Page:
How To Optimize Supplementation

By now you know that my testosterone supplement MOFO has got some pretty awesome ingredients, like proteins, peptides, enzymes, and cofactors for “like supports like” organ support, collagen and glycosaminoglycans for skin and connective tissue support, and a pre-formed, highly bioavailable Vitamin A (aka retinol) for hormone optimization, immune support and cell repair. It also contains Vitamin D, K & E (which is very hard to obtain from non-organ dietary sources), minerals such as choline, chromium, copper, folate, hyaluronic acid, selenium, and zinc, and Vitamin B12 and the B-complex family. And the list continues: Coenzyme Q10 (CoQ10) for mitochondrial energy boost and antioxidant protection, a highly bioavailable heme iron, stem cells to support renewal and vitality, growth factors like IGF-1, TGFßI, and CDGF, and digestive enzymes such as amylase, protease, and lipase.

That’s a pretty impressive group! However, in order to receive all the benefits from these ingredients, you have to be mindful of the many other factors that affect your health and how your body responds to supplementation. And this doesn’t just apply to MOFO usersthis approach can be applied to anyone who takes supplements.

And what if you’re not someone who takes supplements, but you’re interested in incorporating some into your life, or maybe you’re curious if supplementation is even all that necessary?

Think about it this way: do you exclusively eat fresh, whole, wild, organic, local, non-GMO food? Food that has been grown in nutrient and mineral rich soils—not transported or flown across the world, only to be put in storage for weeks and months before even being consumed?

If that’s not the case (and realistically, who can accomplish this every single day?), then it’s likely you could benefit from taking a few supplements. I certainly know I have.

Most health and fitness enthusiasts share the same primary goal: to live as “healthily” as possible, which generally means: breathing fresh, pure, unpolluted, high-quality air, drinking clean water, spending as much time outside as possible, sleeping well every night, and keeping our bodies moving as much as we can throughout the course of a day. But, even if and when we manage to do all of that, there are still many things we have to deal with in our environment that can adversely affect our health, hence the role and importance of supplementation.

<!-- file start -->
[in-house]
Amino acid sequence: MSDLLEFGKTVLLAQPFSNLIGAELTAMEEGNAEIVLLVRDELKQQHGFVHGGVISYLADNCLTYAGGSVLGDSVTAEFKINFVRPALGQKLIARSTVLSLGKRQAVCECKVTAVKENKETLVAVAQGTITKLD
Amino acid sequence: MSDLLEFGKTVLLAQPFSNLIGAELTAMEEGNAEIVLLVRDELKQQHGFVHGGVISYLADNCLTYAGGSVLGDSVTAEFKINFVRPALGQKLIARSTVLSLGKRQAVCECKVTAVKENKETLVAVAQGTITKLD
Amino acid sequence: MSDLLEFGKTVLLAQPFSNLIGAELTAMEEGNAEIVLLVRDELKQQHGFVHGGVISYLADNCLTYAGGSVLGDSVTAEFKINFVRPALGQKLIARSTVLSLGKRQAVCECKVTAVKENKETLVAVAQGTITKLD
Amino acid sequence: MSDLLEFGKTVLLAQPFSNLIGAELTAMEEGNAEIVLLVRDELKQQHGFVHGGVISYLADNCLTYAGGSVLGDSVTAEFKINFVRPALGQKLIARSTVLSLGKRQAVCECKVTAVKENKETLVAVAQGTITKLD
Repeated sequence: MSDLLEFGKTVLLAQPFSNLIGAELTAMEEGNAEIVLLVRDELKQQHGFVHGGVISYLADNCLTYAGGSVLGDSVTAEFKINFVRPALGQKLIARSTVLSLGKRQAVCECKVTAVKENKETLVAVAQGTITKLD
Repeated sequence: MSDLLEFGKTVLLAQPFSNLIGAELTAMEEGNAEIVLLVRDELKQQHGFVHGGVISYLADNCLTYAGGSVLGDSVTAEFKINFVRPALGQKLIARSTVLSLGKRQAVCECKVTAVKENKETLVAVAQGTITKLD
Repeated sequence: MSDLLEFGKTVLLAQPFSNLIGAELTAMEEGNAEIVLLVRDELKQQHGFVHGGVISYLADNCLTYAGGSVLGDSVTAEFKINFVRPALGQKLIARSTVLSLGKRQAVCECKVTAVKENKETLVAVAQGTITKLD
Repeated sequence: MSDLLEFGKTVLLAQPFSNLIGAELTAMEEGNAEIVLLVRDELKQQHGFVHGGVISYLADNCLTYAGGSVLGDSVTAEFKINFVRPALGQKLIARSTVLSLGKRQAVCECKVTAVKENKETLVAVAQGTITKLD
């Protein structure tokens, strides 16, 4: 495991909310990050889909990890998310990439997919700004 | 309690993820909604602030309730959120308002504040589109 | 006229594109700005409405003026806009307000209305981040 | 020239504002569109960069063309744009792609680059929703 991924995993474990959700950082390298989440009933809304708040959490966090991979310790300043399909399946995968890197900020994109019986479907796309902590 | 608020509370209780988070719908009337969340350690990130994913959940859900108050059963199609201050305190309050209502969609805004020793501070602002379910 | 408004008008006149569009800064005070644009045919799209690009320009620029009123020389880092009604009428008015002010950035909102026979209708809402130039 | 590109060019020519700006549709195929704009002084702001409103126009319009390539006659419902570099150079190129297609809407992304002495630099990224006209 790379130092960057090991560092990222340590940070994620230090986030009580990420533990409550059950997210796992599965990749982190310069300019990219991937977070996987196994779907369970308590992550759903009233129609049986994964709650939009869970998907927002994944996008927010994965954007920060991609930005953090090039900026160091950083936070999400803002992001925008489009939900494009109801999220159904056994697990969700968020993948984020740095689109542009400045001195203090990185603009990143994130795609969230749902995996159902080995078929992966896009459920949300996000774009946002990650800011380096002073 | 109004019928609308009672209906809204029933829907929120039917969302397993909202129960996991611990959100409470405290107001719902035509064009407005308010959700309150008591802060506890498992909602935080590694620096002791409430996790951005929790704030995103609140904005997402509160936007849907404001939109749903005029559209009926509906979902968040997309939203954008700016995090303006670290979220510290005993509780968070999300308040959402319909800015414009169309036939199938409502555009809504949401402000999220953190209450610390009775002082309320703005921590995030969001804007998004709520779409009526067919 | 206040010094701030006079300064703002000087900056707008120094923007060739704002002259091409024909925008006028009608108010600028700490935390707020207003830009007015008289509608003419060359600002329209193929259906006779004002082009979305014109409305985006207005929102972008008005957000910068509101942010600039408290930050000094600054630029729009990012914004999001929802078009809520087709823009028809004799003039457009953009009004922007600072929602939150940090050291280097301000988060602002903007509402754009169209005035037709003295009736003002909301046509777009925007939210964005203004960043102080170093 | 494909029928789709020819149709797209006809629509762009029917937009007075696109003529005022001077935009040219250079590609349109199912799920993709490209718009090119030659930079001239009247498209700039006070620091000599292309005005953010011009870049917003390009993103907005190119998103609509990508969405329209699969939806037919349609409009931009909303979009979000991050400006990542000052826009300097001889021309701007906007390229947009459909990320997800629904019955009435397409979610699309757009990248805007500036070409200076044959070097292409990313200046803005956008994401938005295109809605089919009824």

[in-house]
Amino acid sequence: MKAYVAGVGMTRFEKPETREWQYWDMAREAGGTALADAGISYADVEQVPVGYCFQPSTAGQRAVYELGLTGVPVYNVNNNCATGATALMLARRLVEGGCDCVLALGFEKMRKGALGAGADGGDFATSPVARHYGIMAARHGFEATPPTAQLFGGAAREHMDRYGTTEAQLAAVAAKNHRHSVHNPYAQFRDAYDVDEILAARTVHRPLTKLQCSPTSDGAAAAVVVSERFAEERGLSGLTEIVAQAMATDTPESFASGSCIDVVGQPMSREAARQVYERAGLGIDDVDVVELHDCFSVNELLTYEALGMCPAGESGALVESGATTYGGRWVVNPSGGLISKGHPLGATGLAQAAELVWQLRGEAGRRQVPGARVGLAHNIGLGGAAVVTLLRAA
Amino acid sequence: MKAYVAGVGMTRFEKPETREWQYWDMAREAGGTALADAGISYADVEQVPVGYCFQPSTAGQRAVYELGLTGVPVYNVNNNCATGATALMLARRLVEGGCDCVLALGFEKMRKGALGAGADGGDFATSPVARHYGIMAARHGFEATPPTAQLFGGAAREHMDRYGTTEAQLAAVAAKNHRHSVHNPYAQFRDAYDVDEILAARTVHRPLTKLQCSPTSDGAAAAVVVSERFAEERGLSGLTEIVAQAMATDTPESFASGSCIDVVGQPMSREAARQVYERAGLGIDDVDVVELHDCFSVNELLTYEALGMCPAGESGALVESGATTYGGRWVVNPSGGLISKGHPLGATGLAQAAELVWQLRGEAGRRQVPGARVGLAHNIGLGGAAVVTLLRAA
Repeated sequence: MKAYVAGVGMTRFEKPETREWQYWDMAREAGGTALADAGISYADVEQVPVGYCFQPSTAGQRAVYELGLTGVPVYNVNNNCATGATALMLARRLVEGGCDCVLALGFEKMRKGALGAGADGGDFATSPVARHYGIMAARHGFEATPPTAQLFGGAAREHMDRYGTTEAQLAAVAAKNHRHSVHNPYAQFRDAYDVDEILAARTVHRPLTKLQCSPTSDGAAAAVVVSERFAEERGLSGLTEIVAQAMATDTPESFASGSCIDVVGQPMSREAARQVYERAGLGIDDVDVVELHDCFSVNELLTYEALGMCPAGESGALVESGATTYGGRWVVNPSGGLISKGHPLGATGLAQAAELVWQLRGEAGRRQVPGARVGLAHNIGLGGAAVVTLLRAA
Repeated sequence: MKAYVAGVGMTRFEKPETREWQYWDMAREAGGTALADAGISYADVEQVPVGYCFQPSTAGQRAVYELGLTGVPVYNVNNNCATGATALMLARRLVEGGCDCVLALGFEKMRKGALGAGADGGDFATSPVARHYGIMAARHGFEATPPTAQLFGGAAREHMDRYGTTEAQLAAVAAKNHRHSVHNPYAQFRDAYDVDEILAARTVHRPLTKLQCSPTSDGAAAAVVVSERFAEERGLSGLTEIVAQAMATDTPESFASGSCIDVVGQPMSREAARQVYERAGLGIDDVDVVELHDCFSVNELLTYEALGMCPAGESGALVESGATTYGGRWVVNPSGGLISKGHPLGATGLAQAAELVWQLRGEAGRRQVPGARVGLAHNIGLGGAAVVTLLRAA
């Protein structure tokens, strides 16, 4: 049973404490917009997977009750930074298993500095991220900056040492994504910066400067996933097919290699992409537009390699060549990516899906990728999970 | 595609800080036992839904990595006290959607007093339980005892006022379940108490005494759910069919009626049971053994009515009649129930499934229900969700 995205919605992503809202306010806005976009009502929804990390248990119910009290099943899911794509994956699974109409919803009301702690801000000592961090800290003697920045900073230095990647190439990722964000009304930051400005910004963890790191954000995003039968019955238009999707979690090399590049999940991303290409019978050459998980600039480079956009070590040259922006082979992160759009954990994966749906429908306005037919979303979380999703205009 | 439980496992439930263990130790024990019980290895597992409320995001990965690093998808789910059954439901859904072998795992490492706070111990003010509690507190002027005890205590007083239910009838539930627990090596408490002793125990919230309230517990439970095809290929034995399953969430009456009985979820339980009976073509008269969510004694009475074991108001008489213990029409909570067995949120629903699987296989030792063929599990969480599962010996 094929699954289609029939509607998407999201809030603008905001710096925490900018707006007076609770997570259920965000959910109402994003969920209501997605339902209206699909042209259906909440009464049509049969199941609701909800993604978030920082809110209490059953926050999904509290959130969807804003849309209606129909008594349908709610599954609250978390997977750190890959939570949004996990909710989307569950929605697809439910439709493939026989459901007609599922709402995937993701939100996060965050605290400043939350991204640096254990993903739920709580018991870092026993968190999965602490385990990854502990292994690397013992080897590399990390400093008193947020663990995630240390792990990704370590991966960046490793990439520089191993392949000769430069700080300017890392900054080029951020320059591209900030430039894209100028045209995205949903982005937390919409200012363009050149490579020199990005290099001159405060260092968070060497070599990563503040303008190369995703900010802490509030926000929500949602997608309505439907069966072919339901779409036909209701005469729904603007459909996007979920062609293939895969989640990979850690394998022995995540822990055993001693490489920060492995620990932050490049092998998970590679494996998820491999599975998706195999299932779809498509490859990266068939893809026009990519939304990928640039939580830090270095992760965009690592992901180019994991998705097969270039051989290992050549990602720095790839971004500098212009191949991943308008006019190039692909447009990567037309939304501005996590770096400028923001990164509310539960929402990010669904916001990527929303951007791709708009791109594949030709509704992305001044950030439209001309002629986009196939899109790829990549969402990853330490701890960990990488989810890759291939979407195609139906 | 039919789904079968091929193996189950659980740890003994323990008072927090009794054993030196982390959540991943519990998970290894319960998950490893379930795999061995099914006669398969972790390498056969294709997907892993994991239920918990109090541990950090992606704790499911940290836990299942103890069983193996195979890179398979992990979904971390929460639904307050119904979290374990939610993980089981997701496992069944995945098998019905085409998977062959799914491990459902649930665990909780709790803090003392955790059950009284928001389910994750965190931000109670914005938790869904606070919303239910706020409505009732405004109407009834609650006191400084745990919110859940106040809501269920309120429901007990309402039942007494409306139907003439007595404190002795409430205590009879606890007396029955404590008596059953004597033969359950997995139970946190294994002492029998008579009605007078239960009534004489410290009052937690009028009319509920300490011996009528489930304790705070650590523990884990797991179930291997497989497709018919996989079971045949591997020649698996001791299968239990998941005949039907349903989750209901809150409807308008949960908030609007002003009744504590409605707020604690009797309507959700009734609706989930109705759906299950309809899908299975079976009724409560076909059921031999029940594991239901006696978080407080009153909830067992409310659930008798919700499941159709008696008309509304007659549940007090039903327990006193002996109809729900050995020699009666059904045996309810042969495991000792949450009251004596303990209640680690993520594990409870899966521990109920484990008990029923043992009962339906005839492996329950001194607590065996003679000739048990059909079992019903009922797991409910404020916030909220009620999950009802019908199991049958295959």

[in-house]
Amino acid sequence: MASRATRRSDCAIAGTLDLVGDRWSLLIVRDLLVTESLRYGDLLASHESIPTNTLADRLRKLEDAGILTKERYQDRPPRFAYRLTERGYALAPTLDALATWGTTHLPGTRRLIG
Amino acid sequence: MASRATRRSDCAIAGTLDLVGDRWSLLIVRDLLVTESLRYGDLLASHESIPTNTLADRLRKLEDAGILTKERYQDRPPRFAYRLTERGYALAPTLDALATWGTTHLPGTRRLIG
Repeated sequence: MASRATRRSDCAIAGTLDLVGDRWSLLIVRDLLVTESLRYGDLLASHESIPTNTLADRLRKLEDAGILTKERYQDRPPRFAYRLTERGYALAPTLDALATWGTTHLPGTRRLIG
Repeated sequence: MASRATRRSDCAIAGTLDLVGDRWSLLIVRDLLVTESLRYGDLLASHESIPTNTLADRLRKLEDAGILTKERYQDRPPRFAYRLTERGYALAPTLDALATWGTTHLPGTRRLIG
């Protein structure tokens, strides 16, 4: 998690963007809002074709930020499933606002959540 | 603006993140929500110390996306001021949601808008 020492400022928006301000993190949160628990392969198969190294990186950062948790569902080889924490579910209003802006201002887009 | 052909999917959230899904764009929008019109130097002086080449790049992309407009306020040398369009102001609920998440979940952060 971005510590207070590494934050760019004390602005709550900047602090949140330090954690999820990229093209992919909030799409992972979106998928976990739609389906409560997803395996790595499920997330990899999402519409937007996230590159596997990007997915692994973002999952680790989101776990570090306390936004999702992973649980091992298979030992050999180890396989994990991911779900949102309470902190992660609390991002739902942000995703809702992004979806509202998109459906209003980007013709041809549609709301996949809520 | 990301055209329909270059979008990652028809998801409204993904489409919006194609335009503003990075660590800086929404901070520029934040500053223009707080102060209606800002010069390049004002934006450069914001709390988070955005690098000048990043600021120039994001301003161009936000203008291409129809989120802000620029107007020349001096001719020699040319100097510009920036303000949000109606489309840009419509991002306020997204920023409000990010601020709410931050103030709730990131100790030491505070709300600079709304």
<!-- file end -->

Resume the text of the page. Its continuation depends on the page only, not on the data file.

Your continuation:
Then there’s the fact that we know from countless surveys taken over the years that most Americans are deficient in (or at the very least, don’t get nearly enough of) everything from iron to zinc to magnesium to vitamins C, D, and E. Yes, the responsibility ultimately falls on the individual to make smart choices, but it’s also undeniable that modern day life poses many risks and challenges—it seems fair to say that a little supplementation can go a long way. From chronic stressors to environmental toxin exposure, we could all utilize high-quality supplements as a way to obtain some extra support.

When it comes to taking MOFO, or any supplement really, the first thing to be mindful of is your lifestyle. This is because any unfavorable habits you still practice will cancel out the intended benefits of supplementation. This could be anything from smoking, drinking an excessive amount of alcohol, being obese or basically entirely inactive, to a chronic lack of sleep. Check out Brad’s Quick and Actionable Lifestyle Tips for more info.

Important Information To Know Before Taking Supplements
If you’re going to be taking multiple supplements throughout the day, it helps to know a little bit about these different ingredients: how they interact with each other, how timing alters their effectiveness, and if they should be taken with food or on an empty stomach.

Coenzyme Q10: Oil based CoQ10 supplements will absorb better if taken with dietary fats. It is also ideal to take them with breakfast or lunch, otherwise it may negatively affect your sleep.

Iron: If you’re taking iron or any supplement that contains iron, it’s ideal to take it in the morning, and on an empty stomach. Also, calcium will inhibit iron absorption, so do not take them at the same time.

Zinc: Since this can cause nausea on an empty stomach, take it with some food, preferably in the afternoon, and preferably not at the same time of day when you take calcium or iron.

B Vitamins: Since these can help maintain energy levels, take them in the morning with breakfast.

Vitamin C: Since Vitamin C lasts for only a few hours in your bloodstream, some suggest splitting your dose and taking half in the morning and the rest later on in the day.

Vitamin E: Your body will absorb this best when taken with dietary fats.

Vitamin D and K: Take these with food, preferably with a meal that includes fat. Vitamin K can also be taken alongside Vitamin D and C, as well as calcium.

Iodine: Experts suggest taking this mid-day for an energy boost.

Fish Oil: Take this with food to help absorption.

Calcium: Experts recommend taking this in the evening.

Magnesium: Since magnesium helps sleep, take this at night shortly before going to bed.

Lastly, put your phone away and get some more sleep, MOFO! Check out my previous show, Sleep Tips From Assorted Experts if you find yourself still struggling in this area. And if you’re curious about which supplements to take, check out my article, Deciding What Supplements You Really Need And How to Avoid Supplement Fatigue.



Brad Kearns
Brad Kearns
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